Minardi “F1 is going back to ‘90s”

In less than one week, spotlight will be on the F1 World Championship again, as the new cars which will be the protagonists of the forthcoming racing season, will be soon introduced to the audience. Even the top series has been affected by the economic crisis the whole world is undergoing now, as shown by the fact many seats are still up for grabs. The crisis is also shown by the quit of the HRT Team and the many difficulties expressed by other teams.
“We’re going back to ‘90s, when the grid was composed by 18 Squads (mostly private), who had to integrate their budget by choosing rich drivers. Starting by saying that if a driver gets the Superlicenza, then he deserves to race in F1, the impossibility to get enough money through sponsorships, forces a team to choose those drivers who can either rely on the support of multinational companies or on the support of countries which use sport to promote their own products and tourism; their choice is not based on sports meritocracy. Teams’ financial situation won’t be better, as the reintroduction of the turbo engine in 2014 will further increase costs.”
In the last few years, many attempts were made to reduce costs: restrictions and cancellations of private testing and reduction of on-track staff “Strengths have been shifted from one side to the other. Private testing restriction has forced teams to concentrate their resources on new sectors, such as virtual simulation. Moreover, top teams can rely on an in-house team who supports technicians in managing the race. To reduce costs, it should be necessary to have less sophisticated cars, reduce the employment of electronics and aerodynamics and set rules which will help the development of material and technology to be applied on the series production. Anyway, I can hardly understand how costs can be kept under control”, says the manager Gian Carlo Minardi.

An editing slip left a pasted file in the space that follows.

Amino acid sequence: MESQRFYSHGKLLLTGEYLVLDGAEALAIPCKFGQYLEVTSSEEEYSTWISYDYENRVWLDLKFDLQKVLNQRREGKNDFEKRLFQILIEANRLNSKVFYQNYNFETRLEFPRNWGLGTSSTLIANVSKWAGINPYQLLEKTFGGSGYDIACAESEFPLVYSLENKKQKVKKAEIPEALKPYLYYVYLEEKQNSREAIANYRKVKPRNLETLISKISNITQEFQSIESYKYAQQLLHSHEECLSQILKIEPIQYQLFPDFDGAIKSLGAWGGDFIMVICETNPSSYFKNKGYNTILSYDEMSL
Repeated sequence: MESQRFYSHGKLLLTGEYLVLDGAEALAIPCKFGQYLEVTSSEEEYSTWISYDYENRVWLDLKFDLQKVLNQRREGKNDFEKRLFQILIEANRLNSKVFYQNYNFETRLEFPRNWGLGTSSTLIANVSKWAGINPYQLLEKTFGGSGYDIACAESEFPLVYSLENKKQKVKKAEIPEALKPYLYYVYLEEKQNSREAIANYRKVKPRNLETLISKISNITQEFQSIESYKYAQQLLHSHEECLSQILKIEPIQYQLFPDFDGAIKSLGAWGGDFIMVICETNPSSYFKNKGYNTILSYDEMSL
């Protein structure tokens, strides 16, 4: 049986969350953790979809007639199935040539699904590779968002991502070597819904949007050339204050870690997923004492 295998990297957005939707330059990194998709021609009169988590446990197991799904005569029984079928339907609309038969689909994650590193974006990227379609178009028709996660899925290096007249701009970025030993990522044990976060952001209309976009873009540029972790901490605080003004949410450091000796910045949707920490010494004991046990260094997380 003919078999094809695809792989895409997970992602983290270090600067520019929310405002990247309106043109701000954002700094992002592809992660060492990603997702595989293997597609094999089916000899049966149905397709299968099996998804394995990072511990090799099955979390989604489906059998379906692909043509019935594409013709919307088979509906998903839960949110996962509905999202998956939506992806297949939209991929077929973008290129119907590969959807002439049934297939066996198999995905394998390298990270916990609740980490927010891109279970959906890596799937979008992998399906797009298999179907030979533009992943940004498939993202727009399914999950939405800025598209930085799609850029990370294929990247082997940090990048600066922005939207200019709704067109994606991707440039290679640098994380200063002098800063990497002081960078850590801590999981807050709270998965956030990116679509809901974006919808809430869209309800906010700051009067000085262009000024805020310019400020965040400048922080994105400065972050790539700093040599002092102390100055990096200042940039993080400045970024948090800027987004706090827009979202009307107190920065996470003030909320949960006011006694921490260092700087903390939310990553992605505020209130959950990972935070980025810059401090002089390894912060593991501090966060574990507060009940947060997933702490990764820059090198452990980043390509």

Car racing has always been one of the most expensive sports ever. Since a long time ago, all the drivers who made it into F1, could rely on the support of their family and important companies. It’s hard to see a driver pushing forward with his own resources. The revolution FIA is carrying on now is aiming at reducing the number of categories in order to make the talent identification process easier. In the past, we had only few categories: F1, F2 and F3. In F2 there were 4 or 5 constructors and more engine suppliers. That was the right way to emphasize talent. We must have the courage to make some steps backwards, even if it’s not easy. The CSAI has made a hard decision: suspend the Italian Formula 3 Championship with the aim of collaborating with Berger and the FIA to achieve a change.”
Few months before the beginning of National Championships, many teams haven’t completed their staff yet and many contracts still have to be signed “By now, GP2, GP3 and WSR teams have many vacancies. The fact that successful teams haven’t completed their staff yet, sounds like an alarm bell. Furthermore, there is another particular circumstance that should be taken under control: many parents are either buying or becoming part of racing teams to assist their sons’ professional development. No doubt this means certainty to some teams, but, if results didn’t come, they could give up. That is what happened when car companies got into F1. As soon as the crisis started to affect the world of car racing, car companies left the scene, causing problems for the entire system.”